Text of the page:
Saturday, June 16, 2018

Rakuen (Review)

I don't usually post 'traditional' reviews on this blog, but I really wanted to share my thoughts on this game with you. I posted this review on Steam first, but felt it would be worth uploading here as well.

Rakuen is a beautiful adventure/puzzle game about a Boy and his Mom. The Boy has to stay in the hospital, but using a special storybook, his Mom shows him the way into the magical world of Morizora's Forest. This game is played from a top down perspective like an RPG Maker game.


I don't want to spoil anything, but I will offer a general overview: The hospitalized Boy visits Morizora's Forest in hopes of getting a wish from the forest guardian Morizora. But to get his wish, he needs to help the other patients resolve their problems by going through their history and finding out what led them to where they are. As a result, the story is filled to the brim with charming and interesting characters who you really get to know as you work to help them out. And of course, there are plenty of emotional moments. There are lines that'll make you laugh, and there are lines that'll hit you like a punch in the gut. If you're looking for a story with powerful emotions across the board, look no further.


Having heard Laura Shigihara's work in Plants vs. Zombies and To The Moon, I had lofty expectations for the soundtrack, but even those were surpassed. The soundtrack is filled to the brim with beautiful tracks, from atmospheric pieces to melodies that will get the most stoic people teary eyed. Not only are Laura's amazing vocals present, she has also brought in several guest vocalists who all perform their pieces admirably as well.

The visuals are also strong, with plenty of recognizable character designs and vibrant areas. The visuals and story work together in smart ways, too; the colors in the hospital are much more desaturated than the bright colors of Morizora's Forest, for example.

My only minor problem, if you can even call it that, is that some characters in Morizora's Forest don't have many character portraits. Tony Bear could have used maybe one more portrait, just to shake it up. Not a completely unique pose, just a few more facial expressions, like his human counterpart.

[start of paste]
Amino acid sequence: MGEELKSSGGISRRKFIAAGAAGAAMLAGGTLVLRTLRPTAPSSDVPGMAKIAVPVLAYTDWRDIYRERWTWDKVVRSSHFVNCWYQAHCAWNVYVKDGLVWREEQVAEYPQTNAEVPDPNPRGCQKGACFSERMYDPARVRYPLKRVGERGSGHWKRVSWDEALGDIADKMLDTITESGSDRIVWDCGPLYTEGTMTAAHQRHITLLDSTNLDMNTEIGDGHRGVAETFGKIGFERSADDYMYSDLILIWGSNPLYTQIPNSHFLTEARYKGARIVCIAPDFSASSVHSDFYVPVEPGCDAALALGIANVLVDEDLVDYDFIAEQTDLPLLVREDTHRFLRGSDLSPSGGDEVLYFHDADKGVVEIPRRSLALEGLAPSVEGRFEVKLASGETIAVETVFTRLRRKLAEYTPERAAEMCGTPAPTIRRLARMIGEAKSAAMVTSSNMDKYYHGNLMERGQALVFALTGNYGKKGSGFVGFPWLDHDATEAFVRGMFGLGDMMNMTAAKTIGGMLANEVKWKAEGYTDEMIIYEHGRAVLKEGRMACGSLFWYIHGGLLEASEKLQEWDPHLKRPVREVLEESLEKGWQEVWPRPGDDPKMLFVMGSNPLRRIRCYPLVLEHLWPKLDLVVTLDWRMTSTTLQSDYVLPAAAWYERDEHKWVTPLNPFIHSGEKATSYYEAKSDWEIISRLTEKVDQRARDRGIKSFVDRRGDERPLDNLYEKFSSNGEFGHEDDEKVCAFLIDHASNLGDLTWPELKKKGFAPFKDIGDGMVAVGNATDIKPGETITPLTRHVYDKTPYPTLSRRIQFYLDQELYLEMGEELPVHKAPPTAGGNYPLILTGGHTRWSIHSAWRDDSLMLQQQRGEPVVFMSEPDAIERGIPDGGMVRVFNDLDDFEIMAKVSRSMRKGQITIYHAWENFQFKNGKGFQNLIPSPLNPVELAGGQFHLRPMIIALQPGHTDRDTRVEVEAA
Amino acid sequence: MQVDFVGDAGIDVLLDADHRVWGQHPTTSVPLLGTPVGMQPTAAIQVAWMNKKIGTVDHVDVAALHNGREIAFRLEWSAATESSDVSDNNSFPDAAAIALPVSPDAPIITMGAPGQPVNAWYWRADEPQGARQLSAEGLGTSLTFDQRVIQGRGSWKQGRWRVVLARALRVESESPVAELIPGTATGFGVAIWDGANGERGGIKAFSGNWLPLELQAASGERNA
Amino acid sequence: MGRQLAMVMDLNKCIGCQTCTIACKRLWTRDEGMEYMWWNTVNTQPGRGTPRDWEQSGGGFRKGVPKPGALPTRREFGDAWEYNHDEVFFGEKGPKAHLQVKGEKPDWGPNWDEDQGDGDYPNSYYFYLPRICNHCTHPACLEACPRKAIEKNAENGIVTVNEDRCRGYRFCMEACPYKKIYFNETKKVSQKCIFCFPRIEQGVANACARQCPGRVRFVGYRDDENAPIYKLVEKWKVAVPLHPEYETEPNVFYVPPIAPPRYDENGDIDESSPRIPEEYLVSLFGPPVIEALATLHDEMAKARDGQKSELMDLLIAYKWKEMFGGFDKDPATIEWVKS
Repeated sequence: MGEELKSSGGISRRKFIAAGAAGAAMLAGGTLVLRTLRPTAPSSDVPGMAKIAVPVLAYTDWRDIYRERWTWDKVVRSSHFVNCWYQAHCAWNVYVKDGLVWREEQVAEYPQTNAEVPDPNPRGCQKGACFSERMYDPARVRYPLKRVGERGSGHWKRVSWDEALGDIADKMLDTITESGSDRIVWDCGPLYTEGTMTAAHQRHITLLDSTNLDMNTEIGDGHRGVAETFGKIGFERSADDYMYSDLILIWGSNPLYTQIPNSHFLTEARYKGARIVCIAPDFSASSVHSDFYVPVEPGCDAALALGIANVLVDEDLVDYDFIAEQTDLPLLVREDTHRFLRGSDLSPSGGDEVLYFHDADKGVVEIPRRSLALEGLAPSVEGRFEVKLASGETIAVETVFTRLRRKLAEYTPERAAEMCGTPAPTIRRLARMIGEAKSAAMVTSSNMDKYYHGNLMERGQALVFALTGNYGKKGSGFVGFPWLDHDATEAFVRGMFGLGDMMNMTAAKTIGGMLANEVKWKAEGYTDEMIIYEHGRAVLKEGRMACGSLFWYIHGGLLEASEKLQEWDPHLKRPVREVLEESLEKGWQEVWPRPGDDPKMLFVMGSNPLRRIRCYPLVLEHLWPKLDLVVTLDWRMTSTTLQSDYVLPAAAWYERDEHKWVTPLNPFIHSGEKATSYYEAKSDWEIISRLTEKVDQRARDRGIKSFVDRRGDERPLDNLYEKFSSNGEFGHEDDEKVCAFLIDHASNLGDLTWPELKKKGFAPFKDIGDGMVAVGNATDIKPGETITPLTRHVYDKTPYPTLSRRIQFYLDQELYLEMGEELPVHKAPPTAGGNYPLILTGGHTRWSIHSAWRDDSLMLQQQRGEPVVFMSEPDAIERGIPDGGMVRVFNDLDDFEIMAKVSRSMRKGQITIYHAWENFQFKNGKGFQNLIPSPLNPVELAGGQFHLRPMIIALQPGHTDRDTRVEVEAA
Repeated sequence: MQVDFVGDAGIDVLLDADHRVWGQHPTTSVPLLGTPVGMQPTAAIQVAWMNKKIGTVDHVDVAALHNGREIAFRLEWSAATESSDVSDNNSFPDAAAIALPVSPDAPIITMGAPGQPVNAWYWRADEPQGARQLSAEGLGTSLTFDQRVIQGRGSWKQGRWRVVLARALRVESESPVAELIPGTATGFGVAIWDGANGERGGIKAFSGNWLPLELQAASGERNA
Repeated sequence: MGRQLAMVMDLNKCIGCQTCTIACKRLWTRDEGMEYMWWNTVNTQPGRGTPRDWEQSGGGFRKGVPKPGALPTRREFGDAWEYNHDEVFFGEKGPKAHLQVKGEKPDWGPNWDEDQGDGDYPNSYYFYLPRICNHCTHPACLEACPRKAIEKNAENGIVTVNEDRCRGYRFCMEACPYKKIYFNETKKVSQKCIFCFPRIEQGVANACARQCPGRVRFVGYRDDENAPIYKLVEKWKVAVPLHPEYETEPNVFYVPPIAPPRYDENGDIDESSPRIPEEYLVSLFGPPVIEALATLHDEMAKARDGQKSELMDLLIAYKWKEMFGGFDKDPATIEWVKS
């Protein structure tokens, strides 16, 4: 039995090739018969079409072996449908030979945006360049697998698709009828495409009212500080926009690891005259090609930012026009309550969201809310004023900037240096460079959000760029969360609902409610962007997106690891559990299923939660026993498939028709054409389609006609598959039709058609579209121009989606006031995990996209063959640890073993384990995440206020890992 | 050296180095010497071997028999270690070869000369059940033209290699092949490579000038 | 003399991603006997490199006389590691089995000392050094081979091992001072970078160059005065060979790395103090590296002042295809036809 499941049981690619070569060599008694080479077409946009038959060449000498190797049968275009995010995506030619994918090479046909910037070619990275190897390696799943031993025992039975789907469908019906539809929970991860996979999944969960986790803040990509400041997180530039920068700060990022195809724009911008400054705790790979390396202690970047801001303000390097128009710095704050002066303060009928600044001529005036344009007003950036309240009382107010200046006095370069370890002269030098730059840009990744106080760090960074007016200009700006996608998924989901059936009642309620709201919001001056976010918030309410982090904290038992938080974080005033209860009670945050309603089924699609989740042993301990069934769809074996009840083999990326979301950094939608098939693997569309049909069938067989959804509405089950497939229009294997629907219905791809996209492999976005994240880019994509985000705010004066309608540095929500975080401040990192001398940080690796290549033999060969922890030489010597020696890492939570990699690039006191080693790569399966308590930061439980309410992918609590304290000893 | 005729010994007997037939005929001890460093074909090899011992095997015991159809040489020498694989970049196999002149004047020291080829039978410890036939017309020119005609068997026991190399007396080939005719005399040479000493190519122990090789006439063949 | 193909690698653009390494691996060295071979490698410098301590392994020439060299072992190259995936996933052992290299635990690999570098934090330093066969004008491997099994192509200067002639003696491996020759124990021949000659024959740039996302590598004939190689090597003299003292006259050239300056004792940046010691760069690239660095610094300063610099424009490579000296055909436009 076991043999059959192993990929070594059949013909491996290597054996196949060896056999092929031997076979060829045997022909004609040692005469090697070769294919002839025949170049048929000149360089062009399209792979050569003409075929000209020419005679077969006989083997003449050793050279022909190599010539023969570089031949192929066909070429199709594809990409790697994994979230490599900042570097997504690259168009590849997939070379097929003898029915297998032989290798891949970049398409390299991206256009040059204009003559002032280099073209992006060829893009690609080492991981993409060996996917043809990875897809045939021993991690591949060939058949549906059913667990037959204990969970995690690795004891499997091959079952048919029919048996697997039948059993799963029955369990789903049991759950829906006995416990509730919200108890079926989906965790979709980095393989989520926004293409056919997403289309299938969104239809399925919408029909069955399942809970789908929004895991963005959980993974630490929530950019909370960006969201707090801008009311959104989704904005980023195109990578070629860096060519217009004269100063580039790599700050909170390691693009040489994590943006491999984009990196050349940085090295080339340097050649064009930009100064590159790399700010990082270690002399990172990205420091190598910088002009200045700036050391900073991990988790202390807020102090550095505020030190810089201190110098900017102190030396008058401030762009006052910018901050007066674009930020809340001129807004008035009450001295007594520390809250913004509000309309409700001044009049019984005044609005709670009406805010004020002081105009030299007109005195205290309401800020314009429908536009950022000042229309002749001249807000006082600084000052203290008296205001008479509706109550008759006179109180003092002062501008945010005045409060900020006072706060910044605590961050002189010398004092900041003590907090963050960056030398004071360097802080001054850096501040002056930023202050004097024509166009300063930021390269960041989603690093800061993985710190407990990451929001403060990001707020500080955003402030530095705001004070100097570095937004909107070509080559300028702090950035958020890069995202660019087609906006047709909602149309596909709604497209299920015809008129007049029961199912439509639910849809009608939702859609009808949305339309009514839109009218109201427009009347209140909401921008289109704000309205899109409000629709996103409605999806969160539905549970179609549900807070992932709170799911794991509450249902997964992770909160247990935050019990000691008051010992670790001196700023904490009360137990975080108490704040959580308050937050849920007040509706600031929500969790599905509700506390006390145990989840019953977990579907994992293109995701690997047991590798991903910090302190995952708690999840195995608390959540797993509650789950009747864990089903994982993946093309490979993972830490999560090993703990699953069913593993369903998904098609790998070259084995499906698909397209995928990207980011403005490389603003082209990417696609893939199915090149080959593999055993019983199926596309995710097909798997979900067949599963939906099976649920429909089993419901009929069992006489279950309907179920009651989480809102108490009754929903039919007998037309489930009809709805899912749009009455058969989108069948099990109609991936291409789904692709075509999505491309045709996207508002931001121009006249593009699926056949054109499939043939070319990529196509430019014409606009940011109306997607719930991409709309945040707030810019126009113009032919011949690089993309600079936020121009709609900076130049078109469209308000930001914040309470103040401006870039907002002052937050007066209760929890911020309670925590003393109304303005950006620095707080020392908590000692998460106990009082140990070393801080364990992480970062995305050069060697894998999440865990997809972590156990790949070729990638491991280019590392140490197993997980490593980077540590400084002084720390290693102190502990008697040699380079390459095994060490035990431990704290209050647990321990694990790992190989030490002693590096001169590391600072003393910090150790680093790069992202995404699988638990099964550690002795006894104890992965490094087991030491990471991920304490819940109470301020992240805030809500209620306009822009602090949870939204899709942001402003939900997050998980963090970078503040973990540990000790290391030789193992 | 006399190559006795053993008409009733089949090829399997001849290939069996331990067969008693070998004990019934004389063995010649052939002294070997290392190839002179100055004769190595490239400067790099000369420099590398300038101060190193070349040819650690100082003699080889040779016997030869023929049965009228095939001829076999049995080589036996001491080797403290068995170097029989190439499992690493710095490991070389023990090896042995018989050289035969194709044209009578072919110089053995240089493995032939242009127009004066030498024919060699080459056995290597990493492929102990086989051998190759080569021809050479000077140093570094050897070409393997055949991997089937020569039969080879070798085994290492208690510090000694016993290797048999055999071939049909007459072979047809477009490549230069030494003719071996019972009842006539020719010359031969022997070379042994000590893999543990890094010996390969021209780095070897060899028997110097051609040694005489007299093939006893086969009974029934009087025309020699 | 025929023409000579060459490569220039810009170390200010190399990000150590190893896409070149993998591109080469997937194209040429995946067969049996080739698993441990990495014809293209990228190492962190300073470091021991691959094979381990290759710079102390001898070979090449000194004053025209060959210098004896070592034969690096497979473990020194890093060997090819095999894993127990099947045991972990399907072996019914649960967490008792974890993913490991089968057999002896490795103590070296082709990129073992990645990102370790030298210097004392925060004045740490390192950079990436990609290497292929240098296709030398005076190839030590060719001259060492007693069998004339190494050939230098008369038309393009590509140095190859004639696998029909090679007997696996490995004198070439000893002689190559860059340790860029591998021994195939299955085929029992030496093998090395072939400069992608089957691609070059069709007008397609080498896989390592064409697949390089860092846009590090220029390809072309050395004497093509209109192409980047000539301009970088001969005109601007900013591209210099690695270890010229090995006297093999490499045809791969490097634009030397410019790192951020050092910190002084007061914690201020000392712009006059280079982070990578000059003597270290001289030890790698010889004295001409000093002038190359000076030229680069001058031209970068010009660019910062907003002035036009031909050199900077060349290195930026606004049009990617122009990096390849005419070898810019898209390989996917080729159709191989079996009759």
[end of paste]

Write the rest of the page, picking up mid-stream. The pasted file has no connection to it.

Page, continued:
Rakuen mostly revolves around exploration with some light puzzle solving. Fortunately, the puzzles generally tie into the story and history of the characters you are helping out. They are usually not very challenging but offer a nice change of pace. Some areas are reminiscent of classic RPG Maker horror games like Ib and The Crooked Man in how they require you to figure out the environment and its interacting pieces.

My one minor problem with the gameplay, I would say, is that the game asks if you want to look at or read something a bit too often. Sometimes you'll be looking at an item with two separate 'do you want to read it?' or 'do you want to look?' questions. I understand why this is - there are lots of things to read, and you don't want to accidentally read the same thing twice, but in that case it might have been better to separate it into two interactable items instead.


Rakuen is a beautiful game with amazing visuals and music as well as a powerful story, with plenty of fantastical and frightening places to explore. Any complaints I could have are too minor to make a difference. Recommended for everyone.

Try it here:

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